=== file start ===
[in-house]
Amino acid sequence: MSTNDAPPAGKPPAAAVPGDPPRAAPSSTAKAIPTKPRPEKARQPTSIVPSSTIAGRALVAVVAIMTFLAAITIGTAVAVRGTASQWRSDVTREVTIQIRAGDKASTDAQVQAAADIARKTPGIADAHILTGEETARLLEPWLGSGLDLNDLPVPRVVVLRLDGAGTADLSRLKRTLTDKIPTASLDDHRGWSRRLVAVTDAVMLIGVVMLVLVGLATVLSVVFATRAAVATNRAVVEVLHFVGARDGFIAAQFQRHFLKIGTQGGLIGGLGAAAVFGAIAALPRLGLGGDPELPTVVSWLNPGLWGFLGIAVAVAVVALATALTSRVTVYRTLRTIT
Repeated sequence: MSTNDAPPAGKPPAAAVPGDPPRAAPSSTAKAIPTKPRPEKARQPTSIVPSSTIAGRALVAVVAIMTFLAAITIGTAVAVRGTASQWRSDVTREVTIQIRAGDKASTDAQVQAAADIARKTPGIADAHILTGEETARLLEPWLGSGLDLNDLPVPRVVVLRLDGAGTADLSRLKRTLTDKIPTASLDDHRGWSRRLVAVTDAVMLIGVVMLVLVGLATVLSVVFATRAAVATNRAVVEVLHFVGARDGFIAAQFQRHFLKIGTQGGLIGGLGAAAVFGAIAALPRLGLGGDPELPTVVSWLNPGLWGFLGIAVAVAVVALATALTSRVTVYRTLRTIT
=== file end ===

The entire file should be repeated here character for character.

[in-house]
Amino acid sequence: MSTNDAPPAGKPPAAAVPGDPPRAAPSSTAKAIPTKPRPEKARQPTSIVPSSTIAGRALVAVVAIMTFLAAITIGTAVAVRGTASQWRSDVTREVTIQIRAGDKASTDAQVQAAADIARKTPGIADAHILTGEETARLLEPWLGSGLDLNDLPVPRVVVLRLDGAGTADLSRLKRTLTDKIPTASLDDHRGWSRRLVAVTDAVMLIGVVMLVLVGLATVLSVVFATRAAVATNRAVVEVLHFVGARDGFIAAQFQRHFLKIGTQGGLIGGLGAAAVFGAIAALPRLGLGGDPELPTVVSWLNPGLWGFLGIAVAVAVVALATALTSRVTVYRTLRTIT
Repeated sequence: MSTNDAPPAGKPPAAAVPGDPPRAAPSSTAKAIPTKPRPEKARQPTSIVPSSTIAGRALVAVVAIMTFLAAITIGTAVAVRGTASQWRSDVTREVTIQIRAGDKASTDAQVQAAADIARKTPGIADAHILTGEETARLLEPWLGSGLDLNDLPVPRVVVLRLDGAGTADLSRLKRTLTDKIPTASLDDHRGWSRRLVAVTDAVMLIGVVMLVLVGLATVLSVVFATRAAVATNRAVVEVLHFVGARDGFIAAQFQRHFLKIGTQGGLIGGLGAAAVFGAIAALPRLGLGGDPELPTVVSWLNPGLWGFLGIAVAVAVVALATALTSRVTVYRTLRTIT